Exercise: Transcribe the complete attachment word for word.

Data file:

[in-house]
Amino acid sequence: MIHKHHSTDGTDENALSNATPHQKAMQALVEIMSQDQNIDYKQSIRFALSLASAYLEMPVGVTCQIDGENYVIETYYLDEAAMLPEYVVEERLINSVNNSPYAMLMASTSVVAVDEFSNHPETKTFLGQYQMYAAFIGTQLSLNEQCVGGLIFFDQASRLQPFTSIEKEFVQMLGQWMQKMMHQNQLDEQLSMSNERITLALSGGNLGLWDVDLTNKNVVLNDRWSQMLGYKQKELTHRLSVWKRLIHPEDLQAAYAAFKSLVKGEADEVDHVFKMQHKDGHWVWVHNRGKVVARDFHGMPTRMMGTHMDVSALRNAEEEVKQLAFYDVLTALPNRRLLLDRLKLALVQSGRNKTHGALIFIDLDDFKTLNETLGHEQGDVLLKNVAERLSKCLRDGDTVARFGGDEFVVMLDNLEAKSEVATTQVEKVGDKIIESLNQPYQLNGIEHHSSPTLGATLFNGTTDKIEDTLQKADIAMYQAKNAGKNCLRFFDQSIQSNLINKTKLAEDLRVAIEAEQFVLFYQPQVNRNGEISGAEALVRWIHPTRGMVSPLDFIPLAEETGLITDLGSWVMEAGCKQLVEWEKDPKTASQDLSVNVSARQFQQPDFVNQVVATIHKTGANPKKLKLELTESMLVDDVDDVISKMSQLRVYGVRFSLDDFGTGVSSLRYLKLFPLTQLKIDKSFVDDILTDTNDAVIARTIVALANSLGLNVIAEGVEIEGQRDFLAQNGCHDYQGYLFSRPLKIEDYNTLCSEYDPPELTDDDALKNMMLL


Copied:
[in-house]
Amino acid sequence: MIHKHHSTDGTDENALSNATPHQKAMQALVEIMSQDQNIDYKQSIRFALSLASAYLEMPVGVTCQIDGENYVIETYYLDEAAMLPEYVVEERLINSVNNSPYAMLMASTSVVAVDEFSNHPETKTFLGQYQMYAAFIGTQLSLNEQCVGGLIFFDQASRLQPFTSIEKEFVQMLGQWMQKMMHQNQLDEQLSMSNERITLALSGGNLGLWDVDLTNKNVVLNDRWSQMLGYKQKELTHRLSVWKRLIHPEDLQAAYAAFKSLVKGEADEVDHVFKMQHKDGHWVWVHNRGKVVARDFHGMPTRMMGTHMDVSALRNAEEEVKQLAFYDVLTALPNRRLLLDRLKLALVQSGRNKTHGALIFIDLDDFKTLNETLGHEQGDVLLKNVAERLSKCLRDGDTVARFGGDEFVVMLDNLEAKSEVATTQVEKVGDKIIESLNQPYQLNGIEHHSSPTLGATLFNGTTDKIEDTLQKADIAMYQAKNAGKNCLRFFDQSIQSNLINKTKLAEDLRVAIEAEQFVLFYQPQVNRNGEISGAEALVRWIHPTRGMVSPLDFIPLAEETGLITDLGSWVMEAGCKQLVEWEKDPKTASQDLSVNVSARQFQQPDFVNQVVATIHKTGANPKKLKLELTESMLVDDVDDVISKMSQLRVYGVRFSLDDFGTGVSSLRYLKLFPLTQLKIDKSFVDDILTDTNDAVIARTIVALANSLGLNVIAEGVEIEGQRDFLAQNGCHDYQGYLFSRPLKIEDYNTLCSEYDPPELTDDDALKNMMLL